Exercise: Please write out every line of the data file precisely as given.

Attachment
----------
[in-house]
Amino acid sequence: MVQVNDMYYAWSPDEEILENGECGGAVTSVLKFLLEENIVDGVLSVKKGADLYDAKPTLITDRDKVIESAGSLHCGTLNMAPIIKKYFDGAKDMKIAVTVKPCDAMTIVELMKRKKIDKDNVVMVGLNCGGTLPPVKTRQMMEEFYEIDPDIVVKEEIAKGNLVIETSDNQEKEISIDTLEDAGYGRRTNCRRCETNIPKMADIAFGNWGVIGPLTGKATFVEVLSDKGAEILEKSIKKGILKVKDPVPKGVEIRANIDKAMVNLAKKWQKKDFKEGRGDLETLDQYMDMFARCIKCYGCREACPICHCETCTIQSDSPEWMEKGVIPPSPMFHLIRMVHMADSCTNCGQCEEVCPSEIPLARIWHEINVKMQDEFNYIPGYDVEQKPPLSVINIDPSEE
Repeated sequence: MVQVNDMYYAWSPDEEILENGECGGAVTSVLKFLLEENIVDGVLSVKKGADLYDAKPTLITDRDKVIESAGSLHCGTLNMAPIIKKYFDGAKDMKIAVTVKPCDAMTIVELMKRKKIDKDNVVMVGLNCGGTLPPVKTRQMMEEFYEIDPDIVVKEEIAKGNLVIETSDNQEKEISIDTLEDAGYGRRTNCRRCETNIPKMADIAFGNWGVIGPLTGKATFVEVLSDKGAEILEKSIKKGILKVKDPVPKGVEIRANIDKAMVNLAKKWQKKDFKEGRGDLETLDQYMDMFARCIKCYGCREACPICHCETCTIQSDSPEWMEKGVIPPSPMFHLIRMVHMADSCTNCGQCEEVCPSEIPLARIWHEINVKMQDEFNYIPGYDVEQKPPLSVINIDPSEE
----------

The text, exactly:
[in-house]
Amino acid sequence: MVQVNDMYYAWSPDEEILENGECGGAVTSVLKFLLEENIVDGVLSVKKGADLYDAKPTLITDRDKVIESAGSLHCGTLNMAPIIKKYFDGAKDMKIAVTVKPCDAMTIVELMKRKKIDKDNVVMVGLNCGGTLPPVKTRQMMEEFYEIDPDIVVKEEIAKGNLVIETSDNQEKEISIDTLEDAGYGRRTNCRRCETNIPKMADIAFGNWGVIGPLTGKATFVEVLSDKGAEILEKSIKKGILKVKDPVPKGVEIRANIDKAMVNLAKKWQKKDFKEGRGDLETLDQYMDMFARCIKCYGCREACPICHCETCTIQSDSPEWMEKGVIPPSPMFHLIRMVHMADSCTNCGQCEEVCPSEIPLARIWHEINVKMQDEFNYIPGYDVEQKPPLSVINIDPSEE
Repeated sequence: MVQVNDMYYAWSPDEEILENGECGGAVTSVLKFLLEENIVDGVLSVKKGADLYDAKPTLITDRDKVIESAGSLHCGTLNMAPIIKKYFDGAKDMKIAVTVKPCDAMTIVELMKRKKIDKDNVVMVGLNCGGTLPPVKTRQMMEEFYEIDPDIVVKEEIAKGNLVIETSDNQEKEISIDTLEDAGYGRRTNCRRCETNIPKMADIAFGNWGVIGPLTGKATFVEVLSDKGAEILEKSIKKGILKVKDPVPKGVEIRANIDKAMVNLAKKWQKKDFKEGRGDLETLDQYMDMFARCIKCYGCREACPICHCETCTIQSDSPEWMEKGVIPPSPMFHLIRMVHMADSCTNCGQCEEVCPSEIPLARIWHEINVKMQDEFNYIPGYDVEQKPPLSVINIDPSEE